FWIW, let me add another response here.
I would have answered the question slightly differently from Sarov in that I'd say "...one approach would be to have it same as Scrum, except with a Kanban style visualization board, and Kanban concepts of WIP Limits and Pull."
Kanban is not a software or project management methodology by itself. It is a visualization and improvement method that can only be applied to an existing method, be it waterfall or Scrum or others, including non-software, non-IT processes. So you might even consider simply applying Kanban to your current waterfall process to get the benefits of Kanban.
I just responded to a similar question so I will post that link here - hopefully, that is OK with the StackExchange powers that be :)
Also, just to share with you our own story - we are a software house that now uses Kanban for all our product development. We were a 'waterfallish' company earlier - we never adopted Scru and moved directly to Kanban.
We also made changes to our Engineering practices where we adopted a TDD approach to development and adopted Test Automation and now, increasingly, Continuous Integration/ Continuous Deployment practices.
It has taken us 3-4 years to evolve - and our Kanban board - which has gone thru multiple revisions - looks like this -
However, from being a 2 minor and 1 major release a year back in 2009, we are now a "monthly release like clockwork" organization. We deploy both on SaaS as well as to out on-prem customers, so it is possible to support both.
We have experienced significant business benefits as our customers see us to be very responsive to their needs (due to frequent releases based on customer feedback and suggestions), our CEO is happy as we deliver regularly so the fear of "missing a major release or release date" is no longer there, and employees are happy as no one is pushing them to do too many things at a time (Kanban's focus on reducing multi-tasking) and holding them accountable for estimates, etc.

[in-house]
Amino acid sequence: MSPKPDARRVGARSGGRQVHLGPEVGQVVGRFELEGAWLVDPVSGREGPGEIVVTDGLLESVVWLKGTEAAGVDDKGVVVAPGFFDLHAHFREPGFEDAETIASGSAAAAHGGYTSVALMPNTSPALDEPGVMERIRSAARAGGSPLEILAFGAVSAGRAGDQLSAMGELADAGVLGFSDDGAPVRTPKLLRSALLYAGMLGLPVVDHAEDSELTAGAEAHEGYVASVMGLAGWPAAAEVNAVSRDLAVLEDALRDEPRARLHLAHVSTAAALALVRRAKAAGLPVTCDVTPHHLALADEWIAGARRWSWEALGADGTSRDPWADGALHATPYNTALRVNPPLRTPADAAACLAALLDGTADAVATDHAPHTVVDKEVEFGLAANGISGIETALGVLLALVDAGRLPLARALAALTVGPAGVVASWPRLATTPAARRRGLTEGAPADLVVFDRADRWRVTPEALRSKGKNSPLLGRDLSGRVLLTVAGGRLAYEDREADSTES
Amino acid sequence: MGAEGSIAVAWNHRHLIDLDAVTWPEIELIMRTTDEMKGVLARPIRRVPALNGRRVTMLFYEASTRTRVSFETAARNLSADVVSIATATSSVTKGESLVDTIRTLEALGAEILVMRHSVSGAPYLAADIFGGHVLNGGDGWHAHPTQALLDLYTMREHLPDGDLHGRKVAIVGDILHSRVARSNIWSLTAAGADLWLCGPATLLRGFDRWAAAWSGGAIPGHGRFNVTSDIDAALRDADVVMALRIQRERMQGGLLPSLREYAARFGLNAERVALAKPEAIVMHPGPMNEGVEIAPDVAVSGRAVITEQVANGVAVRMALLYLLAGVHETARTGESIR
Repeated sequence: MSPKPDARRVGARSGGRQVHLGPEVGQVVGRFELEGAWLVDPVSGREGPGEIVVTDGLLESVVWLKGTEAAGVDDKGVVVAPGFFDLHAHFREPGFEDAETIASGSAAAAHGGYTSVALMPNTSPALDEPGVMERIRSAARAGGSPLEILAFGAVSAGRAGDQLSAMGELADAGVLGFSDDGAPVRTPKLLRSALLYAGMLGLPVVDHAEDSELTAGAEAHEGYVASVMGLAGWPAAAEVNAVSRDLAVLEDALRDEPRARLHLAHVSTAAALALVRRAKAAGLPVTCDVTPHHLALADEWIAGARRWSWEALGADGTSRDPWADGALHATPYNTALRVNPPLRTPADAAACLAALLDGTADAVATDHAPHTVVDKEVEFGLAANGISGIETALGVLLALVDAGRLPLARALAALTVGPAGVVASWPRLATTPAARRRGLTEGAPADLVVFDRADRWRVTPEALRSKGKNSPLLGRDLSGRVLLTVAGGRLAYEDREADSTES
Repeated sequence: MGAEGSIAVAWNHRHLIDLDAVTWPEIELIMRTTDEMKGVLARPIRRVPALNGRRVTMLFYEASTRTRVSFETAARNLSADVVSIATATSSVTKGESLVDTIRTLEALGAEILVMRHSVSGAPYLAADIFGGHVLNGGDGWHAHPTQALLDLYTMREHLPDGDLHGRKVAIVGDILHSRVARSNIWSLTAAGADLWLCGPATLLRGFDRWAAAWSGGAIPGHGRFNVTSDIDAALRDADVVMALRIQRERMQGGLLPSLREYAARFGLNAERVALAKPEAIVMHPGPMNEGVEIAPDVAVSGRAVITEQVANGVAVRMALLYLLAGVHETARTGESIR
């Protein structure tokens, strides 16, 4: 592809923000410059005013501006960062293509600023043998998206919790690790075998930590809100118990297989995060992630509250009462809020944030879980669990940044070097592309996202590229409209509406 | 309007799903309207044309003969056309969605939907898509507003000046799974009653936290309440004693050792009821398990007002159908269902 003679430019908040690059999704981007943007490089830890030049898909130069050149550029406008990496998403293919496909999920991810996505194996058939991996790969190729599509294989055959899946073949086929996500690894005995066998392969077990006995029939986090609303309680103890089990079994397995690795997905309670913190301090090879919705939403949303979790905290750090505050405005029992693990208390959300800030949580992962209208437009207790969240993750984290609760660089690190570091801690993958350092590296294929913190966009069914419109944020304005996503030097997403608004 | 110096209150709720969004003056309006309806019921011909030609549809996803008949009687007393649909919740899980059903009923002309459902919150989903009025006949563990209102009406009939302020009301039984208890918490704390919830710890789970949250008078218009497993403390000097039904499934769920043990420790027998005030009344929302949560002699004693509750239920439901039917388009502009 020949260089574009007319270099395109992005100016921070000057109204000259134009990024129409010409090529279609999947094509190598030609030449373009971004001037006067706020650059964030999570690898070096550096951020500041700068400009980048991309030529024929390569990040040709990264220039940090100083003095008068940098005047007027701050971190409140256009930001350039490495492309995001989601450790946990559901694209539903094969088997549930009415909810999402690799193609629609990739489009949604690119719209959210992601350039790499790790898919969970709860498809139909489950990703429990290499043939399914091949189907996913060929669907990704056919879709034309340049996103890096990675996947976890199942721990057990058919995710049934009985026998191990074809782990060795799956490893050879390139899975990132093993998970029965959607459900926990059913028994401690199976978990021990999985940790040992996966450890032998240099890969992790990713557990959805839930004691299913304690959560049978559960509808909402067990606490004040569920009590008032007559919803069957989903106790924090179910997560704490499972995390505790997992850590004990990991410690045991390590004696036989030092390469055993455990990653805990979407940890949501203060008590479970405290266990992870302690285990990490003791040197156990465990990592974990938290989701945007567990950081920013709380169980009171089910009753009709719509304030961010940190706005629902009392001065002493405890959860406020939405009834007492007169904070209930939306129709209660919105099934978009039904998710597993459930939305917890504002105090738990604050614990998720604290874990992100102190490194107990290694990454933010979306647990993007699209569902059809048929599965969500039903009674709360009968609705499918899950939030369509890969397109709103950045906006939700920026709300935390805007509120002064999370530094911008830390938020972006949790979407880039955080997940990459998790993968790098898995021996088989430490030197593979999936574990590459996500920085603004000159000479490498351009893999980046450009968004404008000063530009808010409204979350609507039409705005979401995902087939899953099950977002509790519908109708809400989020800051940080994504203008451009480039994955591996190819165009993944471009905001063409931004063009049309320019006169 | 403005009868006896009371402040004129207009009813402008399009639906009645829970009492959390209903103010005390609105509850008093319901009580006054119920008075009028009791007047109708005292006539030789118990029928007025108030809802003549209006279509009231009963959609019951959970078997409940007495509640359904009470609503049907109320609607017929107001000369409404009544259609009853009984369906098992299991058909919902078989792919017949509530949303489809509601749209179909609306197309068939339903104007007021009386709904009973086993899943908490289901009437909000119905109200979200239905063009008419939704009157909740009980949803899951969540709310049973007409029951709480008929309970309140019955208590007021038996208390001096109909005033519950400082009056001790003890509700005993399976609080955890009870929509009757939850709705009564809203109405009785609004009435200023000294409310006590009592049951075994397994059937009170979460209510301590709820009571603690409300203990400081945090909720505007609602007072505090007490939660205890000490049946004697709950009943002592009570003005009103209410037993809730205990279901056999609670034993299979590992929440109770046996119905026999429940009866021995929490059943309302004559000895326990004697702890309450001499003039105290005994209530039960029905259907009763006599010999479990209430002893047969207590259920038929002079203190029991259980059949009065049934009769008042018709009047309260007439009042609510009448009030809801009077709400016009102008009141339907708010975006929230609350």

I am not sure I fully understand your keenness to have sprints not only due to the desire to deliver to the market more frequently or but because you also want to plan defect fixes properly. However, that IS an important consideration whether you do sprints or not.
Kanban helps you reflect this reality that many software teams face - of working on both "value demand" (new features/ user stories) and "failure demand" (defects), by either visualizing them with different colors or in different swim-lanes (as you see on the image above, altho' we use swim lanes for different products; for us the card colors are the way to distinguish between work items of different types). The interesting thing is that while our user stories come from an upstream separate Kanban board we use for our roadmap planning (so that is our backlog), the defects (both customer-reported and internally found) are directly added to the Ready column of the swim lane and typically get a higher priority than everything else. As soon as a developer who can work on a defect is free, they will pull the defect and work on it first.
We do releases roughly on a monthly cadence, but we also have a 'soft'policy of making a release when we have enough of value done and ready to deploy (say, 15-20 users stories and defect-fixes).
In addition to the basic Kanban tools above, we also religiously follow some of Kanban's practices - the bi-weekly Replenishment Meeting to prioritize what will go next in our upcoming releases, and a Month Retrospective for lessons learned and a Quarterly Strategy Review meeting to make sure all stakeholders are aligned to what the product team is doing. Of course, the Daily Standup is the basic team-level meeting.
Hope this helps - not sure you will get prompted about this response as you have already marked another answer as the right answer :-) You can read more about Scrumban here. And if you need, I will be happy to answer any questions you have about your transition - good luck with that!